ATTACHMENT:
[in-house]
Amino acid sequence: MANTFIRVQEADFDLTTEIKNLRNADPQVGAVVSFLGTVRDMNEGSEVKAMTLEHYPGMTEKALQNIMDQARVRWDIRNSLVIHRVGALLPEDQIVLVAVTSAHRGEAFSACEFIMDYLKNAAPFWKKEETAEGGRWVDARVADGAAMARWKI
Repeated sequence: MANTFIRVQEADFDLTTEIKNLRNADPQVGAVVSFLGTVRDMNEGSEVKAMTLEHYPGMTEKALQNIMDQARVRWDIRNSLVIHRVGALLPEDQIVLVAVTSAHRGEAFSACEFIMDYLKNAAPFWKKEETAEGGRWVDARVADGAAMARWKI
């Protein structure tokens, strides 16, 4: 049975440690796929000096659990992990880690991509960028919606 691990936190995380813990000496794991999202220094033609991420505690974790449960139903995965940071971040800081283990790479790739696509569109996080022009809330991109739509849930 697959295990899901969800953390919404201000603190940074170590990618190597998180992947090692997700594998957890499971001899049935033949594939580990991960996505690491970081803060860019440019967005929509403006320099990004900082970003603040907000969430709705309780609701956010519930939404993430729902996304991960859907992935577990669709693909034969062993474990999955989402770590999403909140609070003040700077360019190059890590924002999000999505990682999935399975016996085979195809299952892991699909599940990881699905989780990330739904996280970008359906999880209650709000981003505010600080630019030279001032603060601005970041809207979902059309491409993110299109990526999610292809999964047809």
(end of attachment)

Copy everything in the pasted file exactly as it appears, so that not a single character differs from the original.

[in-house]
Amino acid sequence: MANTFIRVQEADFDLTTEIKNLRNADPQVGAVVSFLGTVRDMNEGSEVKAMTLEHYPGMTEKALQNIMDQARVRWDIRNSLVIHRVGALLPEDQIVLVAVTSAHRGEAFSACEFIMDYLKNAAPFWKKEETAEGGRWVDARVADGAAMARWKI
Repeated sequence: MANTFIRVQEADFDLTTEIKNLRNADPQVGAVVSFLGTVRDMNEGSEVKAMTLEHYPGMTEKALQNIMDQARVRWDIRNSLVIHRVGALLPEDQIVLVAVTSAHRGEAFSACEFIMDYLKNAAPFWKKEETAEGGRWVDARVADGAAMARWKI
């Protein structure tokens, strides 16, 4: 049975440690796929000096659990992990880690991509960028919606 691990936190995380813990000496794991999202220094033609991420505690974790449960139903995965940071971040800081283990790479790739696509569109996080022009809330991109739509849930 697959295990899901969800953390919404201000603190940074170590990618190597998180992947090692997700594998957890499971001899049935033949594939580990991960996505690491970081803060860019440019967005929509403006320099990004900082970003603040907000969430709705309780609701956010519930939404993430729902996304991960859907992935577990669709693909034969062993474990999955989402770590999403909140609070003040700077360019190059890590924002999000999505990682999935399975016996085979195809299952892991699909599940990881699905989780990330739904996280970008359906999880209650709000981003505010600080630019030279001032603060601005970041809207979902059309491409993110299109990526999610292809999964047809």